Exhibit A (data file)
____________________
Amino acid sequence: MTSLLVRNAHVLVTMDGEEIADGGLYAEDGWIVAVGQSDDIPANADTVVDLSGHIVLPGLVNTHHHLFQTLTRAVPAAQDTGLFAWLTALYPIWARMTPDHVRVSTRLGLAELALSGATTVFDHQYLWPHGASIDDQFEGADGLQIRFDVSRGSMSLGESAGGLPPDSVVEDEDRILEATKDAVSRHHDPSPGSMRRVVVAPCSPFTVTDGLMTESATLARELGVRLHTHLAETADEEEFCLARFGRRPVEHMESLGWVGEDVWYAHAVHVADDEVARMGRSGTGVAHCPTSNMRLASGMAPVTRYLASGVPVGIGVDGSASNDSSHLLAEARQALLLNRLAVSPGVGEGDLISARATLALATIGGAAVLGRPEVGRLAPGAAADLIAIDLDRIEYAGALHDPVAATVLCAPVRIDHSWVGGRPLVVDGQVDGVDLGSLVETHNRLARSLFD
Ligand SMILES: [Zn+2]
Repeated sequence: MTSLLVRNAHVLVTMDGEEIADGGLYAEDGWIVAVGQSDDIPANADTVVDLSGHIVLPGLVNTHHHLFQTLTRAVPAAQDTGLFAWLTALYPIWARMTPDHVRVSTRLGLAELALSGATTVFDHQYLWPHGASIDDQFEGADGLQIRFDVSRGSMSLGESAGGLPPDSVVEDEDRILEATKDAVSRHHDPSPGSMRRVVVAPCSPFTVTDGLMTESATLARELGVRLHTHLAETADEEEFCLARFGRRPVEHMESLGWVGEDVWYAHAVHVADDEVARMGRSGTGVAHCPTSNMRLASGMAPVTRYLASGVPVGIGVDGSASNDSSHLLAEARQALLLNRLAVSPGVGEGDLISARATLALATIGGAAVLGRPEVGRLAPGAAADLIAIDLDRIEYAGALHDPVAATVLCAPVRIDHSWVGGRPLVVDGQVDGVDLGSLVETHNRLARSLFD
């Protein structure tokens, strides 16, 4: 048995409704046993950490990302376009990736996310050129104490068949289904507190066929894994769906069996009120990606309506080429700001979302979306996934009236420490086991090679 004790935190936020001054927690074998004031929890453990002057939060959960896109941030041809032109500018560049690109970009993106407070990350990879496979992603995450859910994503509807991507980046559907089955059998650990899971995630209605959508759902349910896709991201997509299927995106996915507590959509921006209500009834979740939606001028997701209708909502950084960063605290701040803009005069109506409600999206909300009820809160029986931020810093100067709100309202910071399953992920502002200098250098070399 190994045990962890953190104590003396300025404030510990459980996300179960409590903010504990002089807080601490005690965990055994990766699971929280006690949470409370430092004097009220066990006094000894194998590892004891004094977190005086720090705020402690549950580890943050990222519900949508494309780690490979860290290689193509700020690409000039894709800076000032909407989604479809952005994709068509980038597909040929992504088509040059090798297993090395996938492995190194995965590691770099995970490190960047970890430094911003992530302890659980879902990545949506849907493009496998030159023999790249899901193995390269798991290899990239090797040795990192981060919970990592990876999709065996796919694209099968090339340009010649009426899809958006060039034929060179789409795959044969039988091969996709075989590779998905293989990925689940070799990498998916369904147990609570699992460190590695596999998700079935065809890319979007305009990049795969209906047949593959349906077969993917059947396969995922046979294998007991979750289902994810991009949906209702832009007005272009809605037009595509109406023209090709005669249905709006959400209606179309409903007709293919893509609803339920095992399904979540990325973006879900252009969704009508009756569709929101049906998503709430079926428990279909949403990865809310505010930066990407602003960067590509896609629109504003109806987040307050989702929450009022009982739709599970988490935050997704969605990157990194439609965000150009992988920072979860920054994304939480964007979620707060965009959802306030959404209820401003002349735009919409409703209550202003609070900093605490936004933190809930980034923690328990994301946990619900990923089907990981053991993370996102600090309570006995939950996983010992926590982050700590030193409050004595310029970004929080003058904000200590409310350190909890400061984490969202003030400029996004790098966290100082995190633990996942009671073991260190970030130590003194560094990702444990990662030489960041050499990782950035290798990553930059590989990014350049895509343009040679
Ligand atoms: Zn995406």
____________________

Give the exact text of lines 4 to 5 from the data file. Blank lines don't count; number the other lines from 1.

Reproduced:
């Protein structure tokens, strides 16, 4: 048995409704046993950490990302376009990736996310050129104490068949289904507190066929894994769906069996009120990606309506080429700001979302979306996934009236420490086991090679 004790935190936020001054927690074998004031929890453990002057939060959960896109941030041809032109500018560049690109970009993106407070990350990879496979992603995450859910994503509807991507980046559907089955059998650990899971995630209605959508759902349910896709991201997509299927995106996915507590959509921006209500009834979740939606001028997701209708909502950084960063605290701040803009005069109506409600999206909300009820809160029986931020810093100067709100309202910071399953992920502002200098250098070399 190994045990962890953190104590003396300025404030510990459980996300179960409590903010504990002089807080601490005690965990055994990766699971929280006690949470409370430092004097009220066990006094000894194998590892004891004094977190005086720090705020402690549950580890943050990222519900949508494309780690490979860290290689193509700020690409000039894709800076000032909407989604479809952005994709068509980038597909040929992504088509040059090798297993090395996938492995190194995965590691770099995970490190960047970890430094911003992530302890659980879902990545949506849907493009496998030159023999790249899901193995390269798991290899990239090797040795990192981060919970990592990876999709065996796919694209099968090339340009010649009426899809958006060039034929060179789409795959044969039988091969996709075989590779998905293989990925689940070799990498998916369904147990609570699992460190590695596999998700079935065809890319979007305009990049795969209906047949593959349906077969993917059947396969995922046979294998007991979750289902994810991009949906209702832009007005272009809605037009595509109406023209090709005669249905709006959400209606179309409903007709293919893509609803339920095992399904979540990325973006879900252009969704009508009756569709929101049906998503709430079926428990279909949403990865809310505010930066990407602003960067590509896609629109504003109806987040307050989702929450009022009982739709599970988490935050997704969605990157990194439609965000150009992988920072979860920054994304939480964007979620707060965009959802306030959404209820401003002349735009919409409703209550202003609070900093605490936004933190809930980034923690328990994301946990619900990923089907990981053991993370996102600090309570006995939950996983010992926590982050700590030193409050004595310029970004929080003058904000200590409310350190909890400061984490969202003030400029996004790098966290100082995190633990996942009671073991260190970030130590003194560094990702444990990662030489960041050499990782950035290798990553930059590989990014350049895509343009040679
Ligand atoms: Zn995406």